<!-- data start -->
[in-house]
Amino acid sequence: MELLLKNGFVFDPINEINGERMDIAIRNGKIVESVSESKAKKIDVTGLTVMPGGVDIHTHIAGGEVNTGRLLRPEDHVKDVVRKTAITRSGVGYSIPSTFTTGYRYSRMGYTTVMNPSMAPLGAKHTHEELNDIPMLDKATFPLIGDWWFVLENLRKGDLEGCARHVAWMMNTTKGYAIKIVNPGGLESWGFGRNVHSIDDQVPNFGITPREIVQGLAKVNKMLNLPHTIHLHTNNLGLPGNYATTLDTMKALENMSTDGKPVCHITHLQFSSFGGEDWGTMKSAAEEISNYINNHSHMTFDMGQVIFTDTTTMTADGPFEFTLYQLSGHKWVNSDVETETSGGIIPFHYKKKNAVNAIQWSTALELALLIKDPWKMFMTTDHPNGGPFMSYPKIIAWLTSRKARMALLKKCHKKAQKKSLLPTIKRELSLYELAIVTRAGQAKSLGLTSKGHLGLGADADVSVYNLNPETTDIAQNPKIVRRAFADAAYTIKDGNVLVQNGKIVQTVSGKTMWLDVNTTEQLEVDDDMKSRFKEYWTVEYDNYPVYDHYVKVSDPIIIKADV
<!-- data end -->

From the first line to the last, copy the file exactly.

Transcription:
[in-house]
Amino acid sequence: MELLLKNGFVFDPINEINGERMDIAIRNGKIVESVSESKAKKIDVTGLTVMPGGVDIHTHIAGGEVNTGRLLRPEDHVKDVVRKTAITRSGVGYSIPSTFTTGYRYSRMGYTTVMNPSMAPLGAKHTHEELNDIPMLDKATFPLIGDWWFVLENLRKGDLEGCARHVAWMMNTTKGYAIKIVNPGGLESWGFGRNVHSIDDQVPNFGITPREIVQGLAKVNKMLNLPHTIHLHTNNLGLPGNYATTLDTMKALENMSTDGKPVCHITHLQFSSFGGEDWGTMKSAAEEISNYINNHSHMTFDMGQVIFTDTTTMTADGPFEFTLYQLSGHKWVNSDVETETSGGIIPFHYKKKNAVNAIQWSTALELALLIKDPWKMFMTTDHPNGGPFMSYPKIIAWLTSRKARMALLKKCHKKAQKKSLLPTIKRELSLYELAIVTRAGQAKSLGLTSKGHLGLGADADVSVYNLNPETTDIAQNPKIVRRAFADAAYTIKDGNVLVQNGKIVQTVSGKTMWLDVNTTEQLEVDDDMKSRFKEYWTVEYDNYPVYDHYVKVSDPIIIKADV